WordPress is often used to create CMS systems, but it has a bad reputation when it comes to cybersecurity. It’s one of the reasons why big corporations tend to avoid it. However, is this really an issue? And if so, are there ways to solve the problem and use this technology to create enterprise-level CMS solutions?

WordPress (WP for short) is an immensely popular technology that can be used to build various kinds of software, and Content Management Systems are one of the typical use cases for it. The solution’s market share in that area is over 65%, has been that high for quite some time, and is expected to grow even more in the upcoming years.

On the other hand, there are also some possible issues with WordPress CMSs, and one of the most prevalent is cybersecurity. In fact, it’s the main reason why corporations often avoid it. Is the bad reputation of WordPress deserved?

To a certain extent – yes. However, there are ways to make it secure and usable in enterprise CMS – we’ve successfully implemented it in a couple of custom software projects for market leaders (we also have some experience with DXP platforms).

The advantages of WordPress

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Before we get to the topic of security, let’s quickly go through the biggest advantages WordPress has to offer – the reasons for its popularity. We’ll need that context to understand some of the problems WP faces. There are several main benefits of choosing this technology:

  1. Ease of use – WordPress is relatively easy to set up and configure, so you don’t have to worry about a steep learning curve. It also offers a well-made, intuitive website builder with drag and drop functionality that makes it very easy to use, even for people without advanced tech skills. Nicely looking, functional websites and landing pages are just a few clicks away
  2. The flexibility offered by plugins – one of WP’s main characteristics is that it’s built from two main components: the core system made by WordPress’s developers, and the plugins that can be created by pretty much anyone. There are nearly 60 000 of them. They offer a tremendous amount of flexibility and freedom, and can often be used to shorten development time, and enhance accessibility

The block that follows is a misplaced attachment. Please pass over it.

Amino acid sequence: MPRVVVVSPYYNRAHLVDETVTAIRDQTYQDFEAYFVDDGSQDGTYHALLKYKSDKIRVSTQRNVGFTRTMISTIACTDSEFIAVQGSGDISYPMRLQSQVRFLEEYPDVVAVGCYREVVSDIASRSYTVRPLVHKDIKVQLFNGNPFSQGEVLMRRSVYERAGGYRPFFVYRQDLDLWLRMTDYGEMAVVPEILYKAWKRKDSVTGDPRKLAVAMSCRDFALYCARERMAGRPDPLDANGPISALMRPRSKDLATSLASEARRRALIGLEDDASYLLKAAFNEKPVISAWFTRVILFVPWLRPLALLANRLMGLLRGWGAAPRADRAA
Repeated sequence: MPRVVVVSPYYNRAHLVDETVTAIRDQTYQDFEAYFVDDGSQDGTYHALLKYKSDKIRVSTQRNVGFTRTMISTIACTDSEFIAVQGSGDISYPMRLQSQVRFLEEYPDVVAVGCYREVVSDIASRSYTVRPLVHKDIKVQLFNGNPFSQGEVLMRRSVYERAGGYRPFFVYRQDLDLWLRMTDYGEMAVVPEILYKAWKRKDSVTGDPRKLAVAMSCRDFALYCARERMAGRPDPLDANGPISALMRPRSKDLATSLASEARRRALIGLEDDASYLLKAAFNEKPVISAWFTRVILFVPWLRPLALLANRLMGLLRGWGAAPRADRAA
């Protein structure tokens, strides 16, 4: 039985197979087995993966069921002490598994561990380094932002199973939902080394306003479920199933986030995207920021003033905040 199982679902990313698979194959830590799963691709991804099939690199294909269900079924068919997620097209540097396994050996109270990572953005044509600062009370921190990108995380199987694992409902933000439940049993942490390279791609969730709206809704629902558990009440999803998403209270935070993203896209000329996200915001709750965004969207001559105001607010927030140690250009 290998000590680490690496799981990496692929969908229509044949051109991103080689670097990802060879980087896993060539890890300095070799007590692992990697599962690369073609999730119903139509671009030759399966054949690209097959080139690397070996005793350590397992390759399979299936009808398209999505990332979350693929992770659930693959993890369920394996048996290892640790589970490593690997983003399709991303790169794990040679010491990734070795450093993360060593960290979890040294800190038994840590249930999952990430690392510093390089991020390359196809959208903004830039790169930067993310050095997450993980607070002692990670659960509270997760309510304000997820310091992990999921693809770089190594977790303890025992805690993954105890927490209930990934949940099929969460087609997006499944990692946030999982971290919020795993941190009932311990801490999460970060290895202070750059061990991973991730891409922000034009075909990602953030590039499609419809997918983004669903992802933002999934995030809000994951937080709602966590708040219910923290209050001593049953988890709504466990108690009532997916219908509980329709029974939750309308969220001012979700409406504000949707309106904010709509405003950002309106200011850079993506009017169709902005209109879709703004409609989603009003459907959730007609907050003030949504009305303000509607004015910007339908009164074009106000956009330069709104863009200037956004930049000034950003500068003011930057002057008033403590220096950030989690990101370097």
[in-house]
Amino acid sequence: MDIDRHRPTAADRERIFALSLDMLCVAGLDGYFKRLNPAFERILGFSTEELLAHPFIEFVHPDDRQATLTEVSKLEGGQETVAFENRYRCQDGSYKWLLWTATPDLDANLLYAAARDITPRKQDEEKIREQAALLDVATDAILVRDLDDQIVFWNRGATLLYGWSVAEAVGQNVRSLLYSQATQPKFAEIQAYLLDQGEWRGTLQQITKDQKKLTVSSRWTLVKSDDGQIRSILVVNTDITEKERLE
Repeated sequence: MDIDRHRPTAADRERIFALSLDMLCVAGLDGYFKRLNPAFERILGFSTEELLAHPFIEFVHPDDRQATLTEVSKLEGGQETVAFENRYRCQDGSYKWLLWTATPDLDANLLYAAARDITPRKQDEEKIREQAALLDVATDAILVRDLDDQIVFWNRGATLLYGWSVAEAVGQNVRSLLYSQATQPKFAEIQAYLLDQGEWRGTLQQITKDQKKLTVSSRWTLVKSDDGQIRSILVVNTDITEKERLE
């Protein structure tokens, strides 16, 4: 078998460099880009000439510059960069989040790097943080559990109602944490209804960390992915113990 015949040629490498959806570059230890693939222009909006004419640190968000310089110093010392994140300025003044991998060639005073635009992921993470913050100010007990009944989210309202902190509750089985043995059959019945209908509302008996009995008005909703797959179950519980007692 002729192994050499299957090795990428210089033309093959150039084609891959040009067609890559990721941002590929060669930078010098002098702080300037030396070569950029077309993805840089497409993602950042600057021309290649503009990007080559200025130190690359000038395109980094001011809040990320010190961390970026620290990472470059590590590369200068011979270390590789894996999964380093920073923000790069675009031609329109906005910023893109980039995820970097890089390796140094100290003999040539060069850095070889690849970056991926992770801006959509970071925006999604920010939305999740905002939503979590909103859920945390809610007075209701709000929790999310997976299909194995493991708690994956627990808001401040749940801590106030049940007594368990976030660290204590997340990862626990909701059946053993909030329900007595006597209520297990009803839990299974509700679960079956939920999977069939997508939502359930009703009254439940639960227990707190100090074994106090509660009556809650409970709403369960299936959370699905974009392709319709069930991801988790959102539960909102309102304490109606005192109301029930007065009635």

3. SEO friendliness – WP is built with Search Engine Optimization in mind, and due to the technology’s popularity, as well as its clean code and structure, many search engines work with it very well. Ensuring good visibility in Google through improving organic SEO for your custom domain shouldn’t be a problem
  4. Availability of WordPress developers – since WP is very popular, it’s relatively easy to find experts who know it well
  5. Cost-effectiveness – WP typically isn’t very expensive to set up and maintain, though, of course, that’ll depend on the particulars
  6. Mobile readiness – WordPress can be used on many types of devices, including mobile phones and tablets
  7. Managing websites from anywhere – you can access WP’s admin and manage your web pages from any computer connected to the Internet
  8. Control over your content and design – you don’t need the help of software developers to control the content of your WordPress site. You can change it by yourself, and thanks to powerful content management features, and WYSIWYG (What You See Is What You Get) editors will let you see how it’ll look on the site. You can also customize the website’s design in many ways
  9. Built-in blog – WP was initially a blogging platform, which is why it offers this functionality from the get-go
  10. Well-known brand – WordPress is a giant brand, with a big and active community. It’s also constantly supported and upgraded by its creators

WordPress security – how big of a problem is it?

According to WP Manage Ninja, in 2020 there were 3 972 WP vulnerabilities, and websites built on this technology were attacked around 90 000 times. This isn’t limited to CMS systems, but on that front statistics don’t look all that great either – in 2019, 94% of successfully hacked CMSs were based on WordPress. Sure, market share is a factor here, but still… this doesn’t look good.